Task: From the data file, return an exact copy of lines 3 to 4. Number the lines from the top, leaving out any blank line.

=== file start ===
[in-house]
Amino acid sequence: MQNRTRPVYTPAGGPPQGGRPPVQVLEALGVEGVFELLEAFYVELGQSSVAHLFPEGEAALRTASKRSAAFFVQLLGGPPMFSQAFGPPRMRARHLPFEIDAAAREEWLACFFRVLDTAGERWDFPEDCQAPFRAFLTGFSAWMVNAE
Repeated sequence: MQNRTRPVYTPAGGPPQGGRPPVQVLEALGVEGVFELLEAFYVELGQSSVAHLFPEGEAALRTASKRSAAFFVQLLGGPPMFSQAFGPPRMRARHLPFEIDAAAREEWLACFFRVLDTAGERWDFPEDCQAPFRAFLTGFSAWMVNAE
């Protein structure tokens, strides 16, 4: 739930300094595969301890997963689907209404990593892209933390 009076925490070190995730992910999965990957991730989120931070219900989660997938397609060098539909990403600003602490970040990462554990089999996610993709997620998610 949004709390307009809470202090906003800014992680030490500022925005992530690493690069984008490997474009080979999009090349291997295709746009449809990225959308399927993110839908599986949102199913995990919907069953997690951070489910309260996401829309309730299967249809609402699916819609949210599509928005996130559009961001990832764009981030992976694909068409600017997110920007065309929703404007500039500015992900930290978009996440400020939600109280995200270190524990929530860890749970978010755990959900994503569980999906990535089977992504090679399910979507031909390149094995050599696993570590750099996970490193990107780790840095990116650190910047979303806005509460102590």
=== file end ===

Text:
Repeated sequence: MQNRTRPVYTPAGGPPQGGRPPVQVLEALGVEGVFELLEAFYVELGQSSVAHLFPEGEAALRTASKRSAAFFVQLLGGPPMFSQAFGPPRMRARHLPFEIDAAAREEWLACFFRVLDTAGERWDFPEDCQAPFRAFLTGFSAWMVNAE
């Protein structure tokens, strides 16, 4: 739930300094595969301890997963689907209404990593892209933390 009076925490070190995730992910999965990957991730989120931070219900989660997938397609060098539909990403600003602490970040990462554990089999996610993709997620998610 949004709390307009809470202090906003800014992680030490500022925005992530690493690069984008490997474009080979999009090349291997295709746009449809990225959308399927993110839908599986949102199913995990919907069953997690951070489910309260996401829309309730299967249809609402699916819609949210599509928005996130559009961001990832764009981030992976694909068409600017997110920007065309929703404007500039500015992900930290978009996440400020939600109280995200270190524990929530860890749970978010755990959900994503569980999906990535089977992504090679399910979507031909390149094995050599696993570590750099996970490193990107780790840095990116650190910047979303806005509460102590």